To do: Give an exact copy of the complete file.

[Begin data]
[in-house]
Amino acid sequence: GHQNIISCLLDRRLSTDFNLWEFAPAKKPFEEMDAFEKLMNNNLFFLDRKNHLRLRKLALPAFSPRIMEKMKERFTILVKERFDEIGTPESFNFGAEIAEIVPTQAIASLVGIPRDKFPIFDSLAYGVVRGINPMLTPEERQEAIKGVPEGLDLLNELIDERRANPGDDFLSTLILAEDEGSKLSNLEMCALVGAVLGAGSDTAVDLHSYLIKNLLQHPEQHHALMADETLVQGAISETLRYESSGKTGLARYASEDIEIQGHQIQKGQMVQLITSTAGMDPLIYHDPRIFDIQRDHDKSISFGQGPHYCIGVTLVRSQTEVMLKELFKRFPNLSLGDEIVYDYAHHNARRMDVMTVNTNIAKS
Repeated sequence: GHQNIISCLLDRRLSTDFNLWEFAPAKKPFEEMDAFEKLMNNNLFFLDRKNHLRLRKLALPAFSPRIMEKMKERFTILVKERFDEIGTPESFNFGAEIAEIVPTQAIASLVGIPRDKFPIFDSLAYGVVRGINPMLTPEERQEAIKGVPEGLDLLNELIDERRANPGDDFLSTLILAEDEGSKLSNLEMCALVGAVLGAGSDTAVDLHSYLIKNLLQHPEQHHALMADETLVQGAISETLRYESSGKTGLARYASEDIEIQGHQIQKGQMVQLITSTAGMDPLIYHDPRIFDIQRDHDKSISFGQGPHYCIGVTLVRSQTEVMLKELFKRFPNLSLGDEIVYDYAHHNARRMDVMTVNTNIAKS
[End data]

[in-house]
Amino acid sequence: GHQNIISCLLDRRLSTDFNLWEFAPAKKPFEEMDAFEKLMNNNLFFLDRKNHLRLRKLALPAFSPRIMEKMKERFTILVKERFDEIGTPESFNFGAEIAEIVPTQAIASLVGIPRDKFPIFDSLAYGVVRGINPMLTPEERQEAIKGVPEGLDLLNELIDERRANPGDDFLSTLILAEDEGSKLSNLEMCALVGAVLGAGSDTAVDLHSYLIKNLLQHPEQHHALMADETLVQGAISETLRYESSGKTGLARYASEDIEIQGHQIQKGQMVQLITSTAGMDPLIYHDPRIFDIQRDHDKSISFGQGPHYCIGVTLVRSQTEVMLKELFKRFPNLSLGDEIVYDYAHHNARRMDVMTVNTNIAKS
Repeated sequence: GHQNIISCLLDRRLSTDFNLWEFAPAKKPFEEMDAFEKLMNNNLFFLDRKNHLRLRKLALPAFSPRIMEKMKERFTILVKERFDEIGTPESFNFGAEIAEIVPTQAIASLVGIPRDKFPIFDSLAYGVVRGINPMLTPEERQEAIKGVPEGLDLLNELIDERRANPGDDFLSTLILAEDEGSKLSNLEMCALVGAVLGAGSDTAVDLHSYLIKNLLQHPEQHHALMADETLVQGAISETLRYESSGKTGLARYASEDIEIQGHQIQKGQMVQLITSTAGMDPLIYHDPRIFDIQRDHDKSISFGQGPHYCIGVTLVRSQTEVMLKELFKRFPNLSLGDEIVYDYAHHNARRMDVMTVNTNIAKS